Also the constant calls for a Sensation Comic haven't stopped. I think there's a rule that someone has to suggest it at least once a month on one of the message boards. And someone else has to say That's a good idea.

  12. #237


    Wonder Woman #303
    Dan Mishkin, Gene Colan and Frank McLaughlin
    backup: Joey Cavalieri, Mike DeCarlo and Tony De Zuniga

    Synopsis: A pilot is flying his jet when suddenly something happens and he blows up. Meanwhile, Diana is finally heading back to Washington after the disastrous events of #300 and she's thinking that she really needs to figure out what the hell she's doing with her secret identity. She decides to let Steve in on it. Good idea! I've only been saying that all along.

    Everyone at the Pentagon is happy to see Diana, but they are also kind of preoccupied with the pilot blowing up thing. Steve and Griggs head up in planes while Diana monitors them. They discover a giant man giving off magnetic energy. Then their signal is cut off. Diana turns into Wonder Woman and rushes out to the scene, where she discovers the man is Green Lantern villain Dr. Polaris, who is in the middle of reforming his physical form after being dispersed into the atmosphere in his last appearance. They fight for a bit, and then Polaris grabs the two jets and throws them at each other! To be continued!

    Backup story: Stop me if you've heard this, but Harry and Helena are again arguing about her role as the Huntress. She is convinced that Pat Pending isn't dead and does some honest to god detective work and discovers a bunch of crooks have "died" recently, all with death certificates signed by the same guy. She heads out there and ifnds they are about to ace Pat Pending as part of their "fake" death scheme, which they actually use to kill crooks and take their money. She intervenes and immediately gets captured and shunted into the incenerator. Oops!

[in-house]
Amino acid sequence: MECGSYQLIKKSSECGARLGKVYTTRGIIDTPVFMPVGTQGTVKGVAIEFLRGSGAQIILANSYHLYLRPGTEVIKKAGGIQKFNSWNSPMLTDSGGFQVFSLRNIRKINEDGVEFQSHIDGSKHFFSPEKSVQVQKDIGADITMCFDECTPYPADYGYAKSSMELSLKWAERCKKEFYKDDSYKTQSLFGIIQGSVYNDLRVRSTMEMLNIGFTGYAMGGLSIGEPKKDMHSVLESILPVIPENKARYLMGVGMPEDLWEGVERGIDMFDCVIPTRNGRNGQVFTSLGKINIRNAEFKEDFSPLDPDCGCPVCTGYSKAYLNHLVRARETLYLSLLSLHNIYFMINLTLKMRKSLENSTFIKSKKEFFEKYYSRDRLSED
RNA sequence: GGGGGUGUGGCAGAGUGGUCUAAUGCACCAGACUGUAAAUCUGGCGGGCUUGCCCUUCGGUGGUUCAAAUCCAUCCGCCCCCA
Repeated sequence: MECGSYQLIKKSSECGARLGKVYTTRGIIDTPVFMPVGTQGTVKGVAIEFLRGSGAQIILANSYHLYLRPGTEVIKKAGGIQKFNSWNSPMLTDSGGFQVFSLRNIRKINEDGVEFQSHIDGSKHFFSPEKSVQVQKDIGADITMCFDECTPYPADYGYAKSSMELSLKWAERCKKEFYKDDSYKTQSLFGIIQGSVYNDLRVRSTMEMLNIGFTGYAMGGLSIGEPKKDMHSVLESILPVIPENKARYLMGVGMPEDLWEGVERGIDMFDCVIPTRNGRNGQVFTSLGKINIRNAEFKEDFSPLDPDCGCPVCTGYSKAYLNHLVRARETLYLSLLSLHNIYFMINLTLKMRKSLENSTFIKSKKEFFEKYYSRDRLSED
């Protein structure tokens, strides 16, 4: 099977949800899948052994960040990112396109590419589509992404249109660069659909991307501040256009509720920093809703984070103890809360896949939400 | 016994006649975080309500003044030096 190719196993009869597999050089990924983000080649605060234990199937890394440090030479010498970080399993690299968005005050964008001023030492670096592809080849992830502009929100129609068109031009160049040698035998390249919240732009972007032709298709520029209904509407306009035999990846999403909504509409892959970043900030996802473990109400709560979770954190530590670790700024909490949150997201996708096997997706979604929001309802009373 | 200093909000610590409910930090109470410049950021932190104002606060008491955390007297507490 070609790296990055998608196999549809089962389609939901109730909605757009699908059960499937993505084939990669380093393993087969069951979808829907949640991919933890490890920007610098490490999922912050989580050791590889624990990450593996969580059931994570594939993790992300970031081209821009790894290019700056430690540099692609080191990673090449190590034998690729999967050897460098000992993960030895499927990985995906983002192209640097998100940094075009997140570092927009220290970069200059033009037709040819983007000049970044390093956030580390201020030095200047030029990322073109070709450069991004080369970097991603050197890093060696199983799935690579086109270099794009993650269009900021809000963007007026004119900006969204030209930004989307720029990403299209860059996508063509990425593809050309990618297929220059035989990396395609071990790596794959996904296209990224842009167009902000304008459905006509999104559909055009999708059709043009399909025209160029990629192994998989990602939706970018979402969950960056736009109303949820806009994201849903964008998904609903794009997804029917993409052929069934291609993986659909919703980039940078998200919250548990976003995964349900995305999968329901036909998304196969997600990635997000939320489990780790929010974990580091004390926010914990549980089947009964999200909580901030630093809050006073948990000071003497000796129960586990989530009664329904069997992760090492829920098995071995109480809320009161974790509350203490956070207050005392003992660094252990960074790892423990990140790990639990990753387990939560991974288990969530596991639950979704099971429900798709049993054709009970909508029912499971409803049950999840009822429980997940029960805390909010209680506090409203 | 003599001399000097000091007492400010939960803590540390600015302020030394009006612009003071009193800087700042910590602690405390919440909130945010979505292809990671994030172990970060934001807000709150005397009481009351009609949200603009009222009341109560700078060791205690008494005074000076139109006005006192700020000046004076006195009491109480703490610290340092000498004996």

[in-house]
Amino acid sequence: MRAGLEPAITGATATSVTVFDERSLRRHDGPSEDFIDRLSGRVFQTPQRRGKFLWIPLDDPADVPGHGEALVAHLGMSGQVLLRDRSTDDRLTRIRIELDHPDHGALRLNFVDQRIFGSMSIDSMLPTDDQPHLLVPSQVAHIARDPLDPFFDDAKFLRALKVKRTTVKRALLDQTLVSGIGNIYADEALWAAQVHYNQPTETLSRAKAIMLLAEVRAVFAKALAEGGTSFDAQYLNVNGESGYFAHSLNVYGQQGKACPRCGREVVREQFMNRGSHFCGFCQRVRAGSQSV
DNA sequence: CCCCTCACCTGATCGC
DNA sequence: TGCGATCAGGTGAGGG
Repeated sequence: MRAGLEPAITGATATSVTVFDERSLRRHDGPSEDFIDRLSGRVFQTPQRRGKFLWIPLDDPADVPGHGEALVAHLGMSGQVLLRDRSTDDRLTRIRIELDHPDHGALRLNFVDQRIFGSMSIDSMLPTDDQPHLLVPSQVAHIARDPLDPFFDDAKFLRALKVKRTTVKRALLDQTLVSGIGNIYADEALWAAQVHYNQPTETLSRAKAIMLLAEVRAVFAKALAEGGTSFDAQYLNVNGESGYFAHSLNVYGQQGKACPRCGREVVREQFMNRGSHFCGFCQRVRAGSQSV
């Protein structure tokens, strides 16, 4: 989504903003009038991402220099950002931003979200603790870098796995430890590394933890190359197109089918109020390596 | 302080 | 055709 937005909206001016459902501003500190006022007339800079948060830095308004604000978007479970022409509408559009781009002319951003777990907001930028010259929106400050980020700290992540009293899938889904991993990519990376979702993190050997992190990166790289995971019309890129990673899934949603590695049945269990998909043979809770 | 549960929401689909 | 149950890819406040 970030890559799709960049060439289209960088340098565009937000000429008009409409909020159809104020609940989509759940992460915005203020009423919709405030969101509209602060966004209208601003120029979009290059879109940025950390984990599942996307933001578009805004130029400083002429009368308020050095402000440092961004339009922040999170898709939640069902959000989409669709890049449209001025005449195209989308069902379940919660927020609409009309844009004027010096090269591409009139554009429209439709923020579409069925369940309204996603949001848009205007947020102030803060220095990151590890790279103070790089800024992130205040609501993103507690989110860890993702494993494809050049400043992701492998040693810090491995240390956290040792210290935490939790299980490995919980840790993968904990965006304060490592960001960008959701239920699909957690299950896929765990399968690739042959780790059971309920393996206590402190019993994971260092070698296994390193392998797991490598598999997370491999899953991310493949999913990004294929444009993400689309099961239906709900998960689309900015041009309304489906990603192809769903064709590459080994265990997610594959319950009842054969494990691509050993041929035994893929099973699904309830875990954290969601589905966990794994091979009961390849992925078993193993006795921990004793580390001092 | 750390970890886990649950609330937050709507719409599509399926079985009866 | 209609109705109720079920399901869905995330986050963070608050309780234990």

Notes: I was very happy to read Diana's thoughts about how she needs to figure out what the hell she's doing with her secret identity. It almost reads as though Mishkin is writing this in response to Thomas, but I might be reading in something that isn't there. Either way, it's about time. Of course, she doesn't actually get to talk to Steve because he's too busy. Why do I feel like this is going to drag out even longer?

    Griggs, the new guy, shows up again and jumps into the action. He also seems hot for Diana, though he hasn't yet met Wonder Woman. Did Mishkin add him as competition for Steve? Not sure if I want to read more of that, but on the other hand, maybe he'll be cooler than Steve. Wouldn't be hard.

    Gil Kane takes over as cover guy and delivers a nice symbolic cover. The incorporation of the logo is subtle -- we get some WW symbols along the top -- but we'll be seeing more of this.

    Backup story: Sigh. More effing Harry, more lame villains and more of Helena being barely competent. Crap. I still like Pat Pending, though, have to say.